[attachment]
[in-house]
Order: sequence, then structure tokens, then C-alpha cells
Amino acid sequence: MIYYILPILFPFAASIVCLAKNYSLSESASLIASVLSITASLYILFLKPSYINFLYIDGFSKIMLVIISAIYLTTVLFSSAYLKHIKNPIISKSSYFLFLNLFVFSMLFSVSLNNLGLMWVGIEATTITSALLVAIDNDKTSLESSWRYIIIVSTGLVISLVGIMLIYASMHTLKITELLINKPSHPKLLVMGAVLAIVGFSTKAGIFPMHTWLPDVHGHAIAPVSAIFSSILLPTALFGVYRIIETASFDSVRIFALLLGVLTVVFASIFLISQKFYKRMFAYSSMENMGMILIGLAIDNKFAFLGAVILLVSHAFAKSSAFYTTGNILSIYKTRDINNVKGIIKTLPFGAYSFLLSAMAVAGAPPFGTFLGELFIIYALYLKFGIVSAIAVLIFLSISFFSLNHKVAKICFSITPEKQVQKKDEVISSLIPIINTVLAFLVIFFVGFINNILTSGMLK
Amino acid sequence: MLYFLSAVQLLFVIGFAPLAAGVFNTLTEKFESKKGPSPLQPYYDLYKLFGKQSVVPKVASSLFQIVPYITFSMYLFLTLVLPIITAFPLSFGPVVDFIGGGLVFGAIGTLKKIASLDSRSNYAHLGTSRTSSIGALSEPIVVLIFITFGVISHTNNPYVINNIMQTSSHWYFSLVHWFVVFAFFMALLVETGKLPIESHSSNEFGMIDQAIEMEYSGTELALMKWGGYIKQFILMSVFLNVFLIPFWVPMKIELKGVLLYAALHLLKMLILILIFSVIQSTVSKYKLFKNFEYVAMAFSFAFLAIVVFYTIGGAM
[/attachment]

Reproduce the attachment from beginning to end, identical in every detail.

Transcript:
[in-house]
Order: sequence, then structure tokens, then C-alpha cells
Amino acid sequence: MIYYILPILFPFAASIVCLAKNYSLSESASLIASVLSITASLYILFLKPSYINFLYIDGFSKIMLVIISAIYLTTVLFSSAYLKHIKNPIISKSSYFLFLNLFVFSMLFSVSLNNLGLMWVGIEATTITSALLVAIDNDKTSLESSWRYIIIVSTGLVISLVGIMLIYASMHTLKITELLINKPSHPKLLVMGAVLAIVGFSTKAGIFPMHTWLPDVHGHAIAPVSAIFSSILLPTALFGVYRIIETASFDSVRIFALLLGVLTVVFASIFLISQKFYKRMFAYSSMENMGMILIGLAIDNKFAFLGAVILLVSHAFAKSSAFYTTGNILSIYKTRDINNVKGIIKTLPFGAYSFLLSAMAVAGAPPFGTFLGELFIIYALYLKFGIVSAIAVLIFLSISFFSLNHKVAKICFSITPEKQVQKKDEVISSLIPIINTVLAFLVIFFVGFINNILTSGMLK
Amino acid sequence: MLYFLSAVQLLFVIGFAPLAAGVFNTLTEKFESKKGPSPLQPYYDLYKLFGKQSVVPKVASSLFQIVPYITFSMYLFLTLVLPIITAFPLSFGPVVDFIGGGLVFGAIGTLKKIASLDSRSNYAHLGTSRTSSIGALSEPIVVLIFITFGVISHTNNPYVINNIMQTSSHWYFSLVHWFVVFAFFMALLVETGKLPIESHSSNEFGMIDQAIEMEYSGTELALMKWGGYIKQFILMSVFLNVFLIPFWVPMKIELKGVLLYAALHLLKMLILILIFSVIQSTVSKYKLFKNFEYVAMAFSFAFLAIVVFYTIGGAM